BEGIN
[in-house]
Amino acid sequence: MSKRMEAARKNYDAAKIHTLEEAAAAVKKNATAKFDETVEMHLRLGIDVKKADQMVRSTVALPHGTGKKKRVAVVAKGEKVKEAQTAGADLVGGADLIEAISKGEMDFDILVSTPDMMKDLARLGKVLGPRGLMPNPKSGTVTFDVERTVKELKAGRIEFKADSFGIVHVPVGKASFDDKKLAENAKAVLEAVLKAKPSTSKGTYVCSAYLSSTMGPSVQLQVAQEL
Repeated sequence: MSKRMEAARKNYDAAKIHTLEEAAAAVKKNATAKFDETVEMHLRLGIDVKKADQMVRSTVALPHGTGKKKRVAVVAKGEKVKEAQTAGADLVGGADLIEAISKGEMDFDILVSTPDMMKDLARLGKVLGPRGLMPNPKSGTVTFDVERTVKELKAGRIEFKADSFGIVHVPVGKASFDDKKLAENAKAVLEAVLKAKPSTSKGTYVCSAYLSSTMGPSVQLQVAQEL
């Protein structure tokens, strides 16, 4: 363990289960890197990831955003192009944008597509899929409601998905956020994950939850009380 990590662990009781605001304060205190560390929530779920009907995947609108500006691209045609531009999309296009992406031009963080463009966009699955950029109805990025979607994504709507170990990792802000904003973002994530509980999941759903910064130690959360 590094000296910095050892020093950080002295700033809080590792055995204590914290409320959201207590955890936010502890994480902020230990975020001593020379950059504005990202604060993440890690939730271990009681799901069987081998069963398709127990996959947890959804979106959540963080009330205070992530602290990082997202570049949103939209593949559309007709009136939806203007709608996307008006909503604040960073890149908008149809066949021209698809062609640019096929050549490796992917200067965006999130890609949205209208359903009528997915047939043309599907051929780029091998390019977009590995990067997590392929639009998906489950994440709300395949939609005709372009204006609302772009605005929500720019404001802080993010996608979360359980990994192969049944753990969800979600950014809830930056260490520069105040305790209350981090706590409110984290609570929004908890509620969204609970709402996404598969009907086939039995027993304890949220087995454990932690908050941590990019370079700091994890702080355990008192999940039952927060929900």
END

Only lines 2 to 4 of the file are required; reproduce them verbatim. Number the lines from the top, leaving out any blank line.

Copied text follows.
Amino acid sequence: MSKRMEAARKNYDAAKIHTLEEAAAAVKKNATAKFDETVEMHLRLGIDVKKADQMVRSTVALPHGTGKKKRVAVVAKGEKVKEAQTAGADLVGGADLIEAISKGEMDFDILVSTPDMMKDLARLGKVLGPRGLMPNPKSGTVTFDVERTVKELKAGRIEFKADSFGIVHVPVGKASFDDKKLAENAKAVLEAVLKAKPSTSKGTYVCSAYLSSTMGPSVQLQVAQEL
Repeated sequence: MSKRMEAARKNYDAAKIHTLEEAAAAVKKNATAKFDETVEMHLRLGIDVKKADQMVRSTVALPHGTGKKKRVAVVAKGEKVKEAQTAGADLVGGADLIEAISKGEMDFDILVSTPDMMKDLARLGKVLGPRGLMPNPKSGTVTFDVERTVKELKAGRIEFKADSFGIVHVPVGKASFDDKKLAENAKAVLEAVLKAKPSTSKGTYVCSAYLSSTMGPSVQLQVAQEL
């Protein structure tokens, strides 16, 4: 363990289960890197990831955003192009944008597509899929409601998905956020994950939850009380 990590662990009781605001304060205190560390929530779920009907995947609108500006691209045609531009999309296009992406031009963080463009966009699955950029109805990025979607994504709507170990990792802000904003973002994530509980999941759903910064130690959360 590094000296910095050892020093950080002295700033809080590792055995204590914290409320959201207590955890936010502890994480902020230990975020001593020379950059504005990202604060993440890690939730271990009681799901069987081998069963398709127990996959947890959804979106959540963080009330205070992530602290990082997202570049949103939209593949559309007709009136939806203007709608996307008006909503604040960073890149908008149809066949021209698809062609640019096929050549490796992917200067965006999130890609949205209208359903009528997915047939043309599907051929780029091998390019977009590995990067997590392929639009998906489950994440709300395949939609005709372009204006609302772009605005929500720019404001802080993010996608979360359980990994192969049944753990969800979600950014809830930056260490520069105040305790209350981090706590409110984290609570929004908890509620969204609970709402996404598969009907086939039995027993304890949220087995454990932690908050941590990019370079700091994890702080355990008192999940039952927060929900």